Document Type

Article

Publication Date

Spring 2009

Abstract

We can see increased interest in the brain and brain-based education everywhere. Google turns up over one million hits on “brain-based education.” Nearly every education and music education conference offers sessions that teach ways to utilize new research on the brain. Places like MIT and Stanford increasingly sponsor workshops and courses where teachers pay big bucks to attend “learning and the brain” conferences. They believe this research is substantial enough to use in classrooms.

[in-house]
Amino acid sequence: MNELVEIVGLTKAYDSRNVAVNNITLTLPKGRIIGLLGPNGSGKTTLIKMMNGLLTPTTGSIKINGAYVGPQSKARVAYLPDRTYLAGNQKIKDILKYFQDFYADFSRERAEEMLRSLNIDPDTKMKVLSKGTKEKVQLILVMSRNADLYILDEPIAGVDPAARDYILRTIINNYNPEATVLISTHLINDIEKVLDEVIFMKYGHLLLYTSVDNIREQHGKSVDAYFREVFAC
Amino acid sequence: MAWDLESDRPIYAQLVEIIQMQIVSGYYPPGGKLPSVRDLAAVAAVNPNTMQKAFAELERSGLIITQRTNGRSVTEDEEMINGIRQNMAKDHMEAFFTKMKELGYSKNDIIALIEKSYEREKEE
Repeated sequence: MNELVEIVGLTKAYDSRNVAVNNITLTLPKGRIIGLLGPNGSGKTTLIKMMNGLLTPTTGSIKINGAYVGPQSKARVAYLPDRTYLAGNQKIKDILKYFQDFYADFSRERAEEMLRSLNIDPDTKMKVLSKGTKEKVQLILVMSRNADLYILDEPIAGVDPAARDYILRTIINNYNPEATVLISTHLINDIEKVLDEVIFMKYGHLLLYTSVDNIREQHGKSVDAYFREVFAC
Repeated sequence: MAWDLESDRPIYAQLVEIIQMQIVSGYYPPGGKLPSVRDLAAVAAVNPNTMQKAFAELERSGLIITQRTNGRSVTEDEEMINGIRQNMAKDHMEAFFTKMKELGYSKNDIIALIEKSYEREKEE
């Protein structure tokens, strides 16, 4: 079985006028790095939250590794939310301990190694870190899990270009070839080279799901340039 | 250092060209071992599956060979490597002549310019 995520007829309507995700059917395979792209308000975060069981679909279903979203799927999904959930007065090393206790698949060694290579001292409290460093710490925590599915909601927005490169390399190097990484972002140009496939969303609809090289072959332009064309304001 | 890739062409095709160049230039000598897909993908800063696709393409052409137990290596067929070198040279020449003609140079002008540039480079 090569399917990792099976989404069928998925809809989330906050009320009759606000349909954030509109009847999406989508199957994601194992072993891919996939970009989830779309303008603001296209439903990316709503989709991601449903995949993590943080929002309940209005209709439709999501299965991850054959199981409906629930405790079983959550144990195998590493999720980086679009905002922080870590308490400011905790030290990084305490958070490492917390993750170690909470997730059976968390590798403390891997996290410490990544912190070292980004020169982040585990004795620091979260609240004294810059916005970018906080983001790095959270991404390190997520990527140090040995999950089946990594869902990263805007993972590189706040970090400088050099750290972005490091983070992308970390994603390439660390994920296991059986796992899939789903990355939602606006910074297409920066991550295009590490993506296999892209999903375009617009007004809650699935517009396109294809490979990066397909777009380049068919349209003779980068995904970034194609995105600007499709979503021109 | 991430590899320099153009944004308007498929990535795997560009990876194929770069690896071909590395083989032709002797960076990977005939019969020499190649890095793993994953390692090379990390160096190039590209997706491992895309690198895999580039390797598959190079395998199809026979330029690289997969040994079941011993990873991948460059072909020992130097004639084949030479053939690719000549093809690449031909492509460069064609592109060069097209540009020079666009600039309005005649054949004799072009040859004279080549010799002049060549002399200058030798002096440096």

The number of new books on brain-based education is also startling. Musicophilia: Tales of Music and the Brain by Oliver Sacks and This is Your Brain on Music: The Science of Human Obsession by Daniel Levitin have both recently hit the best-seller list. However, thus far, conclusions are conflicting. Parents are asking educators about what technology to purchase in order to increase their child’s cognitive functions. In a Kaiser Family Foundation study conducted in 2004, more than half of the parents surveyed said that educational videos and toys are “very important to children’s intellectual development.”1 Is this a marketing ploy, or can this be verified through research?

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